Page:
Bangladesh LNG - Bangladesh’s First LNG Terminal Begins to Run

After several delays to start injecting liquefied natural gas (LNG) into the national grid, Bangladesh’s first LNG terminal has started operations in August, initiating the county’s LNG supply for the first time in history.

The floating storage and regasification unit (FSRU), though arriving in Bangladesh in April, has been unable to offload its maiden cargo of LNG from Qatar until this month due to technical faults and poor weather. The facility was initially expected to began operations in May.

The commissioned LNG terminal will enable Bangladesh to import LNG to cope with declining domestic gas production in response to rising demand from industrial production and power generation in a nation where 30 percent of population live without electricity. Asian LNG prices are also expected to undergo significant hikes as Bangladesh may prepare to import more gas ahead of winter.

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“It certainly adds to the factors that point to a very tight market this winter,” said Nicholas Browne, a gas analyst at energy consultancy Wood Mackenzie. “This is mainly driven by limited additional supply until late 2018 together with strong expected demand from China and South Korea.”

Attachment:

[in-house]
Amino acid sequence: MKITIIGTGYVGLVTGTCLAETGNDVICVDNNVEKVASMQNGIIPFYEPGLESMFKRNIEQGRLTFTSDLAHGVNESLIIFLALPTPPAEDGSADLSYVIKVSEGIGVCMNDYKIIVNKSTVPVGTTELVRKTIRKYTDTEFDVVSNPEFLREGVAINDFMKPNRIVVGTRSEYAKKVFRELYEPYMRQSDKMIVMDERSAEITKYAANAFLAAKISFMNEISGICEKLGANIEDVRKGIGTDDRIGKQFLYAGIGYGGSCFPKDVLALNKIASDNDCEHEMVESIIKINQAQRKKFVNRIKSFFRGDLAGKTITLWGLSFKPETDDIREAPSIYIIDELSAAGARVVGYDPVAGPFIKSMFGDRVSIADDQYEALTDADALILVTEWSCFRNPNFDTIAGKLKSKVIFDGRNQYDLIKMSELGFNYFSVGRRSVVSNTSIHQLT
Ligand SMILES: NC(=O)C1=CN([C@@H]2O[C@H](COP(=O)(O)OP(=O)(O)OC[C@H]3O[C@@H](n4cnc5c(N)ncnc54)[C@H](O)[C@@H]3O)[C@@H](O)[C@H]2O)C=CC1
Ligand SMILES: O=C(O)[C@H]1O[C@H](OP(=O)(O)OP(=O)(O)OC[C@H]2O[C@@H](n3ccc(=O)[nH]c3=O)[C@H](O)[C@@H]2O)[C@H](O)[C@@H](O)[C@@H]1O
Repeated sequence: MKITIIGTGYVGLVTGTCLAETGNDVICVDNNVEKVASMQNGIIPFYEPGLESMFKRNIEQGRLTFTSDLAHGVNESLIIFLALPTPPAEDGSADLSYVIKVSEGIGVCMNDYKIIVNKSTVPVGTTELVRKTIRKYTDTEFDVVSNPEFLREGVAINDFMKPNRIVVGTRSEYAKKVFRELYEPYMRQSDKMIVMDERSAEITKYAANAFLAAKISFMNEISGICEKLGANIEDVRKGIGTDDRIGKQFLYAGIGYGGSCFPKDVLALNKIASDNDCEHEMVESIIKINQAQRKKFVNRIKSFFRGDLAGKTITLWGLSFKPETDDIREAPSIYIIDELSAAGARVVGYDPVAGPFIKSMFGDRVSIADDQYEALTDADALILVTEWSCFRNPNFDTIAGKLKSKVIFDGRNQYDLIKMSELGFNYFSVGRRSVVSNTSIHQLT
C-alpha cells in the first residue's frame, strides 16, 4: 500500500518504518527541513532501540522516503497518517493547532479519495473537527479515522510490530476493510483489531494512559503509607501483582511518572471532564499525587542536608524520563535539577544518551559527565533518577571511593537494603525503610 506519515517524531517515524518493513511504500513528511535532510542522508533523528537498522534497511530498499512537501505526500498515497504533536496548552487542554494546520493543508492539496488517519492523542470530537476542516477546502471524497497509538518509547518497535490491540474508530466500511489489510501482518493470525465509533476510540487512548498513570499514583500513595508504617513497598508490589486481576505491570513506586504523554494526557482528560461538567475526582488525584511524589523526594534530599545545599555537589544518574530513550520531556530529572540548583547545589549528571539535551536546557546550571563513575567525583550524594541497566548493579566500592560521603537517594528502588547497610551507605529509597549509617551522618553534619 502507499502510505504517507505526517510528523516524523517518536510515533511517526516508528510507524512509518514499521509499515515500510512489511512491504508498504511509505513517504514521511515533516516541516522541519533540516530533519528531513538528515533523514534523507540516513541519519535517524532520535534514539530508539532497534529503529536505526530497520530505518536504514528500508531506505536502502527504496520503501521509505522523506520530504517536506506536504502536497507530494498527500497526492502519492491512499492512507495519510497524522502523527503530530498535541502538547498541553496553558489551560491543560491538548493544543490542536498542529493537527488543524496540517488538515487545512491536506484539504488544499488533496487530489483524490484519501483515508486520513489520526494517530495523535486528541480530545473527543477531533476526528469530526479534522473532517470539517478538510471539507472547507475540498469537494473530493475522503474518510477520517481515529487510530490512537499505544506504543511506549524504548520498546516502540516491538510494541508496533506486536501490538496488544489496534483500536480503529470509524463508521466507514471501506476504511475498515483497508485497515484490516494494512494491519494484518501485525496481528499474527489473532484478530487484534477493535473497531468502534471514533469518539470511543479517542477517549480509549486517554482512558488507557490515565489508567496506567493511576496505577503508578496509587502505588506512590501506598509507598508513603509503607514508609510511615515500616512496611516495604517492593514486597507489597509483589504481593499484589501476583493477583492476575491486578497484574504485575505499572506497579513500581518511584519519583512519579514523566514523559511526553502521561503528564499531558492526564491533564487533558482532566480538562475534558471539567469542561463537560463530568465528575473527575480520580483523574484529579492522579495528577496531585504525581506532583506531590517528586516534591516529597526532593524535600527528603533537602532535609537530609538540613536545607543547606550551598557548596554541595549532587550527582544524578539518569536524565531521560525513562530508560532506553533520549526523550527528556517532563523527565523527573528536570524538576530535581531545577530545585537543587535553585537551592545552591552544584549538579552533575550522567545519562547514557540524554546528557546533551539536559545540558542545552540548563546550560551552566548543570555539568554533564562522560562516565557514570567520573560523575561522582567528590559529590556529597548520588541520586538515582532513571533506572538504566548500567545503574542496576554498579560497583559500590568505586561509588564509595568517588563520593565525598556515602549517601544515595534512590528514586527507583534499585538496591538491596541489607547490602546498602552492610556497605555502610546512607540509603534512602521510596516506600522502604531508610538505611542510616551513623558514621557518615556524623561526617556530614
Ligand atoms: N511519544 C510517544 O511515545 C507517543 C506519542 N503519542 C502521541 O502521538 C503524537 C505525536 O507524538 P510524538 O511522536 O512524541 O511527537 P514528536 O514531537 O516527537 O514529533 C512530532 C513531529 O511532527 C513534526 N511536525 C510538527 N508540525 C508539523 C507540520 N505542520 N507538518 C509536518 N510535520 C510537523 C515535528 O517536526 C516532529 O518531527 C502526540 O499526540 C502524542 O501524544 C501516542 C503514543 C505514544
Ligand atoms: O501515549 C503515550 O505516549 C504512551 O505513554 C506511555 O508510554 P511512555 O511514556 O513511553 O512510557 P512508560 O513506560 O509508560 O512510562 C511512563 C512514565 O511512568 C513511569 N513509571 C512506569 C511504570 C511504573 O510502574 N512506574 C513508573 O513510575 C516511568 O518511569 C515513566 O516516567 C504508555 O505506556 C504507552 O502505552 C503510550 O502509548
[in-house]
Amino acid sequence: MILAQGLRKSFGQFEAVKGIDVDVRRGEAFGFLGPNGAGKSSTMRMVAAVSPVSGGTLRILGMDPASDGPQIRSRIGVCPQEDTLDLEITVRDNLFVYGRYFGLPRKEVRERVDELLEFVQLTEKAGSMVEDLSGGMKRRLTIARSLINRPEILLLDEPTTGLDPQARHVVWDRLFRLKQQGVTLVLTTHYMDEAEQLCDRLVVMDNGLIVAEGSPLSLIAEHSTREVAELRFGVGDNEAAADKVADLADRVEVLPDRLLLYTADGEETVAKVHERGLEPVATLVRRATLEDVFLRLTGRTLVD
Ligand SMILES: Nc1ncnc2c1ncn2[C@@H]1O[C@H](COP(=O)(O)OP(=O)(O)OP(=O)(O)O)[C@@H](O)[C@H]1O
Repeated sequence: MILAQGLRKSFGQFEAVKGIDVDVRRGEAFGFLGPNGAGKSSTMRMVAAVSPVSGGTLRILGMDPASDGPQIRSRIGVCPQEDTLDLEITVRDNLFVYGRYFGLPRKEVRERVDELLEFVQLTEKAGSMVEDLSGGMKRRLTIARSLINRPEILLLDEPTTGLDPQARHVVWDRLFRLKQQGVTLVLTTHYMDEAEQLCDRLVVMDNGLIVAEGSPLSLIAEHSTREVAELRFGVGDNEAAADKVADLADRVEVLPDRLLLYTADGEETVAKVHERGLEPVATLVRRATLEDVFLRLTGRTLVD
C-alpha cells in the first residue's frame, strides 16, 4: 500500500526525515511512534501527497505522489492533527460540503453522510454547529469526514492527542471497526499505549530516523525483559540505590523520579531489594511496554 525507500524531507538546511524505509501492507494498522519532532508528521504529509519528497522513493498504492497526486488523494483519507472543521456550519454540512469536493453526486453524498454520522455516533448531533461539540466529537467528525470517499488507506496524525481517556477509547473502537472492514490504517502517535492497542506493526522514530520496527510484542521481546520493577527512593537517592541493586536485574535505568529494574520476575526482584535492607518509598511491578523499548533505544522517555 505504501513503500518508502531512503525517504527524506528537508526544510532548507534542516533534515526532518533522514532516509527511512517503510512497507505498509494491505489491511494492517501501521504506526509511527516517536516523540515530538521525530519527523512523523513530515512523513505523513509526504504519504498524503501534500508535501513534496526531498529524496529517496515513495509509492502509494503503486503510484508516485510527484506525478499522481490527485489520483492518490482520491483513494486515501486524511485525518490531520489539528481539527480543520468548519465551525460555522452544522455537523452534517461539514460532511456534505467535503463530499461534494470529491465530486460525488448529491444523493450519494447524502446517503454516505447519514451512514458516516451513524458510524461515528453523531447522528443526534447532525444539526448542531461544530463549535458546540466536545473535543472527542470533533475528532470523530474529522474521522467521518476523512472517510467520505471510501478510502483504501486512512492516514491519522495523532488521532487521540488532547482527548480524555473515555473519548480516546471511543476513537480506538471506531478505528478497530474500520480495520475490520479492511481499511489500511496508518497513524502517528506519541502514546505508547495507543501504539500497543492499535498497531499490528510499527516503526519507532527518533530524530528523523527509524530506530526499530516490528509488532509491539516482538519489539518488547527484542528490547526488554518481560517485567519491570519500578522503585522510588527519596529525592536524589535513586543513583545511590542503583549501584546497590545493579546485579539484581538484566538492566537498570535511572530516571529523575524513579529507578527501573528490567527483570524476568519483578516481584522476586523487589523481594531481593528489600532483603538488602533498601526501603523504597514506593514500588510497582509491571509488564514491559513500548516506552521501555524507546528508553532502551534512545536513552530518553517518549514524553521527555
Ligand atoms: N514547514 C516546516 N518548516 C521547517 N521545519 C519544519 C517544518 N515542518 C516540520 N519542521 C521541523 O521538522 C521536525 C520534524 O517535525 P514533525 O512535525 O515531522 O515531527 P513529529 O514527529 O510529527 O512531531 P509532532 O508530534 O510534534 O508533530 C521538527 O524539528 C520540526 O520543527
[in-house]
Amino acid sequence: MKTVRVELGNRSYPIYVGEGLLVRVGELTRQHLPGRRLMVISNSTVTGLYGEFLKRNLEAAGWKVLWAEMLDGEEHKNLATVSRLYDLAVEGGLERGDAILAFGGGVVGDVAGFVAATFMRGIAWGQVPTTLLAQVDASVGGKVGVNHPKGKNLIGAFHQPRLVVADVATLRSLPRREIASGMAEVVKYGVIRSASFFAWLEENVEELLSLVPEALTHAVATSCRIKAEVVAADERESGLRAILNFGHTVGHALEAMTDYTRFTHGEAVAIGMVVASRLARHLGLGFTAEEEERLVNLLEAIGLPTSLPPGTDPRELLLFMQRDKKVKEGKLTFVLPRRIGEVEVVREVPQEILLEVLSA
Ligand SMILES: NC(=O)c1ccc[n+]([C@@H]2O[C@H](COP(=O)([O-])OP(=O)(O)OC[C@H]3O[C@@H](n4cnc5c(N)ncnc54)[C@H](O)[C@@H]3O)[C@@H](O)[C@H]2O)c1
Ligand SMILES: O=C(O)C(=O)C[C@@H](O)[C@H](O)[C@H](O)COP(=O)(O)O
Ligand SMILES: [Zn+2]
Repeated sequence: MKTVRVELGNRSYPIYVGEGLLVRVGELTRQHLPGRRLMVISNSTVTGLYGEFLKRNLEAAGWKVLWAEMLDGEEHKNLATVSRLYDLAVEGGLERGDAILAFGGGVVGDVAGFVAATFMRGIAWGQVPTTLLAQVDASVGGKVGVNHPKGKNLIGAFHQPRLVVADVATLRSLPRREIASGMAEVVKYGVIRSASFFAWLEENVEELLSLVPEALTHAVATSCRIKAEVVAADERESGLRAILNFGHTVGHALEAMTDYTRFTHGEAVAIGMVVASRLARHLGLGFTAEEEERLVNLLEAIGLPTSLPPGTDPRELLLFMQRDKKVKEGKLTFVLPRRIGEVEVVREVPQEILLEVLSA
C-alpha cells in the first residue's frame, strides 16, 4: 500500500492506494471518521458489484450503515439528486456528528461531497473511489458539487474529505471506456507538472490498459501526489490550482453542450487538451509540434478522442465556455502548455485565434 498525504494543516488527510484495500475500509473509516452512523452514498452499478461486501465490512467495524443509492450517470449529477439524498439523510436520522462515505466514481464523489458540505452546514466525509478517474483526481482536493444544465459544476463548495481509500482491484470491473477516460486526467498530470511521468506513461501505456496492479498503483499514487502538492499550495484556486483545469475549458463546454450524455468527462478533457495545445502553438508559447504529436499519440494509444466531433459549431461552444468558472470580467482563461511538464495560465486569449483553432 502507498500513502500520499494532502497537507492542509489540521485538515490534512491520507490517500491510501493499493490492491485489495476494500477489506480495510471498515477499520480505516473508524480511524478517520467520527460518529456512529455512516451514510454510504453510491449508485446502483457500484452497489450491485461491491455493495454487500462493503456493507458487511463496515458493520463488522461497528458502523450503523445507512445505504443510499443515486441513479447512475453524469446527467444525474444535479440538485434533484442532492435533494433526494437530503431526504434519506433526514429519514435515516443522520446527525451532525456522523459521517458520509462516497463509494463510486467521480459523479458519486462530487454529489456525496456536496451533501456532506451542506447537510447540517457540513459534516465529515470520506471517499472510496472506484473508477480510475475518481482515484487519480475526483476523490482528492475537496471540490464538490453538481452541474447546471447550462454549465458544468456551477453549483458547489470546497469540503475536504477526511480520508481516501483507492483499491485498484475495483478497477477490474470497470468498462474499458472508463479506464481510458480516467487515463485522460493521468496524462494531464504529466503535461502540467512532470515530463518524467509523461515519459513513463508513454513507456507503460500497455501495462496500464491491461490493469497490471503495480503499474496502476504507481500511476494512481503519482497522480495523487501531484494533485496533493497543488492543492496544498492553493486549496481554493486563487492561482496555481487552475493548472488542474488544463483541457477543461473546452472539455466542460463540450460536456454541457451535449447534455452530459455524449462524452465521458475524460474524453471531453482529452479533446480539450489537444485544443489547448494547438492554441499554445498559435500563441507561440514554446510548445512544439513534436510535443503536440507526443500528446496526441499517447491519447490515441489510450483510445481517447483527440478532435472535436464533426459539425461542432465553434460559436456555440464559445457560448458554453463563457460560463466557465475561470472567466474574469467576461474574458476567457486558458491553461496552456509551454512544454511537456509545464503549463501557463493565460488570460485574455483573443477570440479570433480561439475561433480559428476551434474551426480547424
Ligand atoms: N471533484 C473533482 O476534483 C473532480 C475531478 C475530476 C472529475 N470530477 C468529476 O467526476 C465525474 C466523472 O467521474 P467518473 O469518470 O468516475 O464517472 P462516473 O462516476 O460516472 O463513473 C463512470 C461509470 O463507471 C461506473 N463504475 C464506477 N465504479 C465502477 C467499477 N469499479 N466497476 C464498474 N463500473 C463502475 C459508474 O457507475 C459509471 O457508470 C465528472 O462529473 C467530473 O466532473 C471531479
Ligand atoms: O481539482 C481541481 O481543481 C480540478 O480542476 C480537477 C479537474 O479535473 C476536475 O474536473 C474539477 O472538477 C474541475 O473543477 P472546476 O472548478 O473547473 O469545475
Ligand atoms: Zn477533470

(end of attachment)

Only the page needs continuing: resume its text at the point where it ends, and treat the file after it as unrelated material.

Since its arrival at Moheshkhali, an island located at Cox’s Bazar in southeast Bangladesh, in April, inclement weather has made it hard for the FSRU to dock properly, connect to the import infrastructure and offload its maiden consignment of LNG, officials said.

The FSRU initially begun to run last week but had to play a pause for a leak occurring to an onshore facility, according to Reuters.

“We have started the process of feeding the gas to the grid,” said Nasrul Hamid, Bangladesh’s energy and power minister.

“This is a first step and we are taking more initiatives to meet growing consumption needs and feed the expanding economy.”

The Excellence FSRU, which is operated by US-based Excelerate Energy Bangladesh Ltd, carried 133,000 cubic meters (CM) of lean LNG.

Bangladesh is dependent on its gas resources for 70 percent of power production currently faces, but rising domestic demand has resulted in a gas shortage of 1 billion cubic feet a day (bcfd), as compared to the actual demand of around 3.7 bcfd. Given that situation, the government inked a deal with Qatar in September, 2017 to import 2.8 million tonnes of LNG annually in the next 15 years.

The country’s second FSRU is expected to arrive in March next year, which will help to boost LNG imports to 2.9 million tonnes in 2019, versus the estimated 0.6 million tonnes for this year, said the Wood Mackenzie’s analyst Browne.

 

 

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